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plays dirty. i mean, he did apologize, but he put something out there, and you can't put the genie back into the bottle. is he affirming a narrative that the other campaigns have against ted cruz and your campaign? >> well, first off, thanks for having me on. i appreciate the opportunity. and look, rick's a fantastic person. he made a mistake. he acknowledged it. he's apologized. he's taken it down. what more can we do? we're going to focus on the issues that the people are talking about. and social media post is not something that concerns people. we have apologized and we're moving on. the people of nevada and the s.e.c. primary states, march 15th states, want to hear from ted cruz. want to hear his message to rebuild the economy and focus on our constitutional liberties, and focus on rebuilding our military. those are the kind of things we're going to focus on in nevada through tomorrow and moving on to march 1st and march 15th. >> you know, one of the things we have heard from this candidate, and i actually was at
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an event last night in henderson, he has said that donald trump has a ceiling. but my question about that is, what makes you think that? for example, the demographics of south carolina seemed to strongly favor your candidate. nearly three quarters were evangelicals. but he got trounlsed by trump. >> well, i think one of the things that we have learned throughout this campaign is that defies the norms in every way, shape, and form. but what we're going to see is that as ted cruz is campaigning now in nevada and speaking to the people, the people there are extremely concerned about quite a few things. our national security, immigration, and our health care. what he is reminding them is no one has spent more time in their lifetime fighting to protect our constitution, to protect our individual liberties, than ted cruz. that's something that resonates with them. no one has fought more to repeal obamacare and stood up to marco rubio, and he and democrats
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pushed for amnesty and the gang of eight bill. no one fought more aggressively against that. and just last week, ted cruz gave a phenomenal speech in charleston about the need to grow the economy, create jobs, in order to rebuild our military to get it back to the superpower that it was. look, it's one thing for donald trump to get out there and say i'm going to make america great again and print up nice baseball caps but you have to have a fundamental understanding of what made america great in the first place. cruz has a lifetime of doing that. >> do you discount, alice -- >> will recognize that. >> do you discount that there are more voters who disagree with you than agree with you? just look at the results from the early states. look at where the polling is now. look at where the polling is in the super tuesday states. how do you break out of that? how do you make this even a two-man race? >> well, it is a two-man race.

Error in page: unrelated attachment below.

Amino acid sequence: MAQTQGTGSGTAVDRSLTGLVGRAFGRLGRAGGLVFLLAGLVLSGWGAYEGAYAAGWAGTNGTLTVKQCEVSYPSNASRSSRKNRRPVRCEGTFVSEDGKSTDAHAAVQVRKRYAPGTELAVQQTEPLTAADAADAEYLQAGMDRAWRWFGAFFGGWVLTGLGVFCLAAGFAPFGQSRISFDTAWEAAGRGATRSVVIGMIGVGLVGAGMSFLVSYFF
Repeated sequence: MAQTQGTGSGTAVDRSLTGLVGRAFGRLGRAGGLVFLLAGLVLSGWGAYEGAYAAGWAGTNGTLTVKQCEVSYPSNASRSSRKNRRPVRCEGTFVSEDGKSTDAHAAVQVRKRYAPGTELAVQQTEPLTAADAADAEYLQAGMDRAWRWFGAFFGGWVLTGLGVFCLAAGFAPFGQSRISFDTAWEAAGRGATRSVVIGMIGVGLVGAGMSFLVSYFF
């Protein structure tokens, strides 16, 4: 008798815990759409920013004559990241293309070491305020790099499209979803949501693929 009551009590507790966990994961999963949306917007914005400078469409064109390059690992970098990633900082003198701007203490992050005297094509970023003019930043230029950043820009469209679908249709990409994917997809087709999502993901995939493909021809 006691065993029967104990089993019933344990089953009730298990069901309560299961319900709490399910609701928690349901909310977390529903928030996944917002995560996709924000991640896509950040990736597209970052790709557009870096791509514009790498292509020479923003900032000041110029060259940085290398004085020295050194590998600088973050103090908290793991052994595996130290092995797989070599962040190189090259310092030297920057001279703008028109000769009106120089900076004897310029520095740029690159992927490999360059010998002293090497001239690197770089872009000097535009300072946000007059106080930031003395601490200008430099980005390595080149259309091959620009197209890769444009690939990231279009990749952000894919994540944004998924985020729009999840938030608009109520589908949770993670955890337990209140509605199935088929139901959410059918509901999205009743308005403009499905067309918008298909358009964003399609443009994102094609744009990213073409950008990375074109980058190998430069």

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there have only been two people who have actually won the early states so far. that is donald trump and ted cruz. and no one can take on donald trump better than ted cruz. and that's what the numbers have shown. and look, the people of this country are smart. they're going to see as we're seeing now, there's a clear contrast between the candidates. we have ted cruz who is someone who is fighting against the washington cartel, fighting to repeal obamacare, fighting to help rebuild our economy. and we have donald trump, who is not a consistent conservative. he may say he's conservative and republican, but he's spent a lifetime donating to democrats. a lifetime supporting democrat candidates like hillary clinton and john kerry and others. as recently as a few weeks ago, says he supports taxpayer funding for planned parenthood and partial-birth abortion. he's in the past said he is pro-choice. he is not for traditional marriage. and has acknowledged openly that he can change his mind whenever
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he pleases. the voters want someone who is consistent on the issues and they know when they vote for that person tomorrow night in nevada or march 1st in these states, who they vote for on that day and what they say will be the same person the day after and a month down the road and certainly come november. and the people are starting to recognize that. >> alice stewart, senior communications adviser for the ted cruz campaign, thank you so much for joining us. >> thank you, chris. so let's talk now to msnbc political correspondent steve kornacki, i also have with me here live in nevada, political guru and msnbc political analyst jon ralston. mccay is here as well, senior writer with buzzfeed news. i feel lucky. early nevada time, to have you guys here and awake and ready to talk. let's talk nevada because nobody knows it better than you do. donald trump, i think the last time we saw a poll, was 26 points ahead. is there anybody who can challenge him? can they even come out of here making a case, look, i really am